BHP has already made similar calculations in terms of standing by its existing coal assets but not strongly publicly pushing their role or growth in BHP’s portfolio. It prefers to quietly acknowledge the returns while emphasising the need for action on climate change.

This included forcing a change of approach and leadership at the Minerals Council of Australia in 2017. It threatened to withdraw from the organisation because its then chief chief executive, Brendan Pearson, was considered too assertive about the need to back coal and coal-fired power generation. No surprises who won.

Even the Australian banks have been scared into backing off financial support for new coal mines or coal-fired power stations because of fear of being targeted by environmental activists.

But the economic and political contradictions can’t be so neatly squared away in a country so heavily dependent on coal as its most valuable export, recently overtaking even iron ore. The strength of that trade continuing – and at improved prices – is not only vital for Josh Frydenberg’s budget. It would also help underpin Labor if the opposition wins the election.

Thermal coal, for example, is now trading at under $US90 a tonne, below last year’s record high of just over $US100 a tonne. Most analysts are predicting it will rise again this year to be just under $US100 due to the level of demand v supply. Hardly a collapse.

Political speeches

Political hypocrisy is one commodity certainly never in short supply.

In a speech praising the importance of mining to the Minerals Council last week, for example, Bill Shorten didn’t mention the future of Adani. He only mentioned the actual word “coal” once in a passing reference to support for jobs in the industry.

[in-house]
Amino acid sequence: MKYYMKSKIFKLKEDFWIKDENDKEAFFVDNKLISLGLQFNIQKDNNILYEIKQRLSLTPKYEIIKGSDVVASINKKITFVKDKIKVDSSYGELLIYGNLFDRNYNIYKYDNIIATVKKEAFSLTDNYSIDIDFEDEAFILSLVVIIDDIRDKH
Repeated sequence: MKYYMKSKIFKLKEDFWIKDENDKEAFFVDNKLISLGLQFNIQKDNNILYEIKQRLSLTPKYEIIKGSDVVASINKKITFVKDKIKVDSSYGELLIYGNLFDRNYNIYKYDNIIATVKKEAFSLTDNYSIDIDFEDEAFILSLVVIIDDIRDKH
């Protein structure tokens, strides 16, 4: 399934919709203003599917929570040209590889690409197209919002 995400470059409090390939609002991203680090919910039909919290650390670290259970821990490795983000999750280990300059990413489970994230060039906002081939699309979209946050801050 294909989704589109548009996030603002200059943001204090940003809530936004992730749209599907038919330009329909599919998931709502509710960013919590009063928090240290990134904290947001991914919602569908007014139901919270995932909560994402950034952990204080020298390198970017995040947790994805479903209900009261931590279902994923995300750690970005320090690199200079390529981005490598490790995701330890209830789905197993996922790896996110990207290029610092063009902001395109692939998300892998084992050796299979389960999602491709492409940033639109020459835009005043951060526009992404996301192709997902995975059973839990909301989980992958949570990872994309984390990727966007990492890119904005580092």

Unfortunately for Labor’s attempts to gloss over the differences until after the federal election, unions in Queensland are now loudly complaining about Labor’s refusal to back the development of the $2 billion mine. Their ambition for the creation of new, relatively high paying coal jobs at Adani is politically potent, particularly in areas of relatively high unemployment. And in terms of internal ALP politics, the preference for jobs is a strong counter to the anti-coal push by the party’s environmental activists.

Adani has spent years getting through various federal and state approvals but the state government still threw in a last minute blockage suggesting the miner owners had not done enough to protect the black throated finch – a claim the company dismisses as a biased tactic to stop the mine. Queensland deputy Premier, Jackie Trad, has been successfully driving the resistance to the mine from the partys’ left faction.

Prime Minister Scott Morrison and Julie Bishop MP during Question Time  Dominic Lorrimer

Labor split

But the battle within Labor has now spilled into the open just ahead of the need of both sides to win seats in Queensland. And Richard Marles’ subsequent “clarifying” statement conceding the “important and enduring role” of coal in the transition to more renewables won’t stop that fight from intensifying.

The Coalition is trying to position itself as the pro-jobs alternative on Adani. But it too knows the electoral popularity of greater use of renewables and community support for action on climate change.

Despite the the urgings of some of his backbenchers to quit the Paris agreement on emissions reductions, Morrison understands how politically lethal this would be. Instead, he follows his immediate predecessor in insisting the Coalition is “technology neutral.” He can’t repeat often enough Australia will meet its target of a 26-28 per cent reduction in emissions on 2005 levels by 2030 while warning Labor’s much higher ambitions would wreck the economy and lead to higher energy prices.

So far, however, the attack on Labor’s “reckless” energy promises doesn’t seem to be penetrating too far into the public consciousness. The Morrison government looks more vulnerable over its own promise to get energy prices down.

The Coalition can’t make the link between emissions reductions, reliability and price register sufficiently with voters. Instead, voters register more the brutal demise of Malcolm Turnbull on the issue leading now to the much lamented exit of Julie Bishop. It’s all too hard.

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